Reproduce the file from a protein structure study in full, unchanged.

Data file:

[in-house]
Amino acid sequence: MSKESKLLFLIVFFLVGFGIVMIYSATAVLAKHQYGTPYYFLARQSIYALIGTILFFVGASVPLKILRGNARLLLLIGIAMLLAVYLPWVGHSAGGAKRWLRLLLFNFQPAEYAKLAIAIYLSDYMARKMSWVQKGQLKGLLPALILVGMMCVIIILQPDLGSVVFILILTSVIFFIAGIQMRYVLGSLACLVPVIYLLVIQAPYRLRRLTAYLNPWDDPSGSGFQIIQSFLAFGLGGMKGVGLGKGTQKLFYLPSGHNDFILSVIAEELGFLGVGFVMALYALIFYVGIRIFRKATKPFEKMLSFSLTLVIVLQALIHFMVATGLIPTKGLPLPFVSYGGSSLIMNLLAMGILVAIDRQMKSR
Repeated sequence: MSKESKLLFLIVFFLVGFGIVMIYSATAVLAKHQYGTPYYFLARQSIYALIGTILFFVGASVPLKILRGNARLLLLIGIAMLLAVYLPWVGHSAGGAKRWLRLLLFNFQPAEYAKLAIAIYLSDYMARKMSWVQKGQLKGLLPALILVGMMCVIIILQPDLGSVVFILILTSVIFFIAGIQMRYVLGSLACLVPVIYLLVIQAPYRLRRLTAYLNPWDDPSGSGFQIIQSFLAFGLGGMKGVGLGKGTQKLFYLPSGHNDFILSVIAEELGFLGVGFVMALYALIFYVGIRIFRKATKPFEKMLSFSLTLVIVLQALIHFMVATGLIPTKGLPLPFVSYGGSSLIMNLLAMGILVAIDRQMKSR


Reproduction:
[in-house]
Amino acid sequence: MSKESKLLFLIVFFLVGFGIVMIYSATAVLAKHQYGTPYYFLARQSIYALIGTILFFVGASVPLKILRGNARLLLLIGIAMLLAVYLPWVGHSAGGAKRWLRLLLFNFQPAEYAKLAIAIYLSDYMARKMSWVQKGQLKGLLPALILVGMMCVIIILQPDLGSVVFILILTSVIFFIAGIQMRYVLGSLACLVPVIYLLVIQAPYRLRRLTAYLNPWDDPSGSGFQIIQSFLAFGLGGMKGVGLGKGTQKLFYLPSGHNDFILSVIAEELGFLGVGFVMALYALIFYVGIRIFRKATKPFEKMLSFSLTLVIVLQALIHFMVATGLIPTKGLPLPFVSYGGSSLIMNLLAMGILVAIDRQMKSR
Repeated sequence: MSKESKLLFLIVFFLVGFGIVMIYSATAVLAKHQYGTPYYFLARQSIYALIGTILFFVGASVPLKILRGNARLLLLIGIAMLLAVYLPWVGHSAGGAKRWLRLLLFNFQPAEYAKLAIAIYLSDYMARKMSWVQKGQLKGLLPALILVGMMCVIIILQPDLGSVVFILILTSVIFFIAGIQMRYVLGSLACLVPVIYLLVIQAPYRLRRLTAYLNPWDDPSGSGFQIIQSFLAFGLGGMKGVGLGKGTQKLFYLPSGHNDFILSVIAEELGFLGVGFVMALYALIFYVGIRIFRKATKPFEKMLSFSLTLVIVLQALIHFMVATGLIPTKGLPLPFVSYGGSSLIMNLLAMGILVAIDRQMKSR